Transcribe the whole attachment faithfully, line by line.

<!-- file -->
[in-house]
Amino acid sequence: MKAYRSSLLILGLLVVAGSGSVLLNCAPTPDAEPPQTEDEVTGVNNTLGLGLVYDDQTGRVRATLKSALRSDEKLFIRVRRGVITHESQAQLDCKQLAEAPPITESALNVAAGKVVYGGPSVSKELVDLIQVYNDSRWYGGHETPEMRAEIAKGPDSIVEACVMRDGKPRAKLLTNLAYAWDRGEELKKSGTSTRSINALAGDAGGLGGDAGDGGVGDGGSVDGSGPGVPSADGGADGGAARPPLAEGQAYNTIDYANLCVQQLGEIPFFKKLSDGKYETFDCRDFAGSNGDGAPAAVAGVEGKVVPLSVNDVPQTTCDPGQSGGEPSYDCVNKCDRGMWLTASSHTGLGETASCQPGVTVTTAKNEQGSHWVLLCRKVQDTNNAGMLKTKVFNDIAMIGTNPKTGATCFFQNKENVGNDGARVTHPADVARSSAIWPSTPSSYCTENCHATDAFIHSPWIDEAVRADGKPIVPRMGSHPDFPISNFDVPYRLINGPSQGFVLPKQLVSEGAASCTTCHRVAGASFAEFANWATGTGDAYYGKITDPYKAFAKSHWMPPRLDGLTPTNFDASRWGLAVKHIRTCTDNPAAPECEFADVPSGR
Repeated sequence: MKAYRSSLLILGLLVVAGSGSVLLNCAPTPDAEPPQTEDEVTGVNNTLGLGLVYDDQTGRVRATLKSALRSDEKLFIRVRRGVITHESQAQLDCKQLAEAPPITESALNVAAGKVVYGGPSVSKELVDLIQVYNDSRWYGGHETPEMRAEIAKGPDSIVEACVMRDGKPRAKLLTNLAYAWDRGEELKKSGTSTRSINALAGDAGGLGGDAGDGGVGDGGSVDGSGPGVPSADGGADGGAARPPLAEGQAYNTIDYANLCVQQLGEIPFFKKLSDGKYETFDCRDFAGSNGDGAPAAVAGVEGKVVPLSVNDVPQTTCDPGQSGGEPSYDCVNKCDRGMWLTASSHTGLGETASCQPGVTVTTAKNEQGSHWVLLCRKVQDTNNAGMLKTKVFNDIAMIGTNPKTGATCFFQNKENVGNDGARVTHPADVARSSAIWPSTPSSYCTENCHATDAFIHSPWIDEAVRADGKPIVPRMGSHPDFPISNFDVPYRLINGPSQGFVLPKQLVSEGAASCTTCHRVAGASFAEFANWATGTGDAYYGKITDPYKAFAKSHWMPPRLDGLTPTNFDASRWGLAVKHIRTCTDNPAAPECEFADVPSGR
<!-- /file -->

[in-house]
Amino acid sequence: MKAYRSSLLILGLLVVAGSGSVLLNCAPTPDAEPPQTEDEVTGVNNTLGLGLVYDDQTGRVRATLKSALRSDEKLFIRVRRGVITHESQAQLDCKQLAEAPPITESALNVAAGKVVYGGPSVSKELVDLIQVYNDSRWYGGHETPEMRAEIAKGPDSIVEACVMRDGKPRAKLLTNLAYAWDRGEELKKSGTSTRSINALAGDAGGLGGDAGDGGVGDGGSVDGSGPGVPSADGGADGGAARPPLAEGQAYNTIDYANLCVQQLGEIPFFKKLSDGKYETFDCRDFAGSNGDGAPAAVAGVEGKVVPLSVNDVPQTTCDPGQSGGEPSYDCVNKCDRGMWLTASSHTGLGETASCQPGVTVTTAKNEQGSHWVLLCRKVQDTNNAGMLKTKVFNDIAMIGTNPKTGATCFFQNKENVGNDGARVTHPADVARSSAIWPSTPSSYCTENCHATDAFIHSPWIDEAVRADGKPIVPRMGSHPDFPISNFDVPYRLINGPSQGFVLPKQLVSEGAASCTTCHRVAGASFAEFANWATGTGDAYYGKITDPYKAFAKSHWMPPRLDGLTPTNFDASRWGLAVKHIRTCTDNPAAPECEFADVPSGR
Repeated sequence: MKAYRSSLLILGLLVVAGSGSVLLNCAPTPDAEPPQTEDEVTGVNNTLGLGLVYDDQTGRVRATLKSALRSDEKLFIRVRRGVITHESQAQLDCKQLAEAPPITESALNVAAGKVVYGGPSVSKELVDLIQVYNDSRWYGGHETPEMRAEIAKGPDSIVEACVMRDGKPRAKLLTNLAYAWDRGEELKKSGTSTRSINALAGDAGGLGGDAGDGGVGDGGSVDGSGPGVPSADGGADGGAARPPLAEGQAYNTIDYANLCVQQLGEIPFFKKLSDGKYETFDCRDFAGSNGDGAPAAVAGVEGKVVPLSVNDVPQTTCDPGQSGGEPSYDCVNKCDRGMWLTASSHTGLGETASCQPGVTVTTAKNEQGSHWVLLCRKVQDTNNAGMLKTKVFNDIAMIGTNPKTGATCFFQNKENVGNDGARVTHPADVARSSAIWPSTPSSYCTENCHATDAFIHSPWIDEAVRADGKPIVPRMGSHPDFPISNFDVPYRLINGPSQGFVLPKQLVSEGAASCTTCHRVAGASFAEFANWATGTGDAYYGKITDPYKAFAKSHWMPPRLDGLTPTNFDASRWGLAVKHIRTCTDNPAAPECEFADVPSGR